• Parents getting upset with teachers and school administrators when their children have broken a rule and are getting reprimanded.
  • Parents helping write/edit their child’s essays and research papers in high school and college.
  • Parents trying to manage and control every aspect of their child’s life: play dates, music lessons, sports, school, which courses to take, which college to attend, and what to study in college.

Colonel Leon Robert, professor and head of the Department of Chemistry and Life Science at West Point said, “The great majority are great men and women doing the right thing. But there are a creeping number who have parents that overmanage them, such as by driving them to their first assignment….That’s totally inappropriate. You don’t need your mother to show up at the front gate of Fort Bragg with you, or help you find an apartment. You’re twenty-one, twenty-two, twenty-three years old. You need to deal with the landlord yourself. That’s part of learning to act as an adult. Our graduates are mature leaders of character well prepared to lead America’s sons and daughters and with all the right tools to be successful at the tasks the army will require of them. However, there are a small percentage of parents that will not, or cannot, “let go” and continue to hover over their adult children” (p. 47).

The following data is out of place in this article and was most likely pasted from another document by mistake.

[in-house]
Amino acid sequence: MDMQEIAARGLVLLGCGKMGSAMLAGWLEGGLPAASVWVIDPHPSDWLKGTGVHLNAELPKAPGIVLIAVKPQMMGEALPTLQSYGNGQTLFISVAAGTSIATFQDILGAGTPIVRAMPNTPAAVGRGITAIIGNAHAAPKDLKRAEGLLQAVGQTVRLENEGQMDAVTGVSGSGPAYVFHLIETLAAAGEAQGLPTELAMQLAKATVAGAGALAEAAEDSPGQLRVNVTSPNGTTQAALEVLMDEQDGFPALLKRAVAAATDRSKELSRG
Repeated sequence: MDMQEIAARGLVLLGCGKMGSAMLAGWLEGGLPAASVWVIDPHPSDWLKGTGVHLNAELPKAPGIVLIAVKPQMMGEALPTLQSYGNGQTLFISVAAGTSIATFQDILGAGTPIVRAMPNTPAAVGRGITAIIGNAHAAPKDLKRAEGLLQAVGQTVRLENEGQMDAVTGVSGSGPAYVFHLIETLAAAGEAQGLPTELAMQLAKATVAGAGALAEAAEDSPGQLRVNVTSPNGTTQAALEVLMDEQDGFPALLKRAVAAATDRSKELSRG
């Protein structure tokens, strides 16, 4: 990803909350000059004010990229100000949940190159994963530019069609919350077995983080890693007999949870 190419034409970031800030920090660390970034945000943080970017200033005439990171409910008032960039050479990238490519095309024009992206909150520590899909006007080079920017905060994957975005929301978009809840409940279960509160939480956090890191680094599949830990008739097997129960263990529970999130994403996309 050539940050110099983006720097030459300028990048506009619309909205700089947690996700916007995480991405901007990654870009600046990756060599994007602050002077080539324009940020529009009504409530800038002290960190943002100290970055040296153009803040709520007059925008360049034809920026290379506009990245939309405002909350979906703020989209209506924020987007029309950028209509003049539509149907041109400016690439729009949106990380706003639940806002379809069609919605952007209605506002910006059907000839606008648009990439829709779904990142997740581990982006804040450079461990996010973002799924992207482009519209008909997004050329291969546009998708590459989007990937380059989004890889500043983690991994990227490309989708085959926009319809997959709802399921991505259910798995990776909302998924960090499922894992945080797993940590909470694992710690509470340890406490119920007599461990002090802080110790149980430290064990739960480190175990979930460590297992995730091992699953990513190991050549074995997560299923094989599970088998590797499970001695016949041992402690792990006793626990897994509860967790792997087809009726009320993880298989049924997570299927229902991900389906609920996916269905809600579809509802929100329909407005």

In discussing this book with friends and family members, one of the sentiments shared is that parents feel overstretched with their children’s activities and homework assignments. So because time is of essence, it becomes easier to pack their lunches for them rather than having their children make their own lunch. I reminded my family and friends that we too had schoolwork, and we still helped out with household chores (and no we were not paid for them). We cleaned bathrooms, kitchens, prepared meals, dusted, mopped, washed our own laundry and did other errands that were asked of us. We also had a full school load taking AP and Honors courses. We were expected to do well, be kind and respectful humans, and our parents were not hovering over us. They trusted us to get it done and we knew we were capable of doing so. I have to add that we did not have pressure from our parents to attend the “right” or “top” college.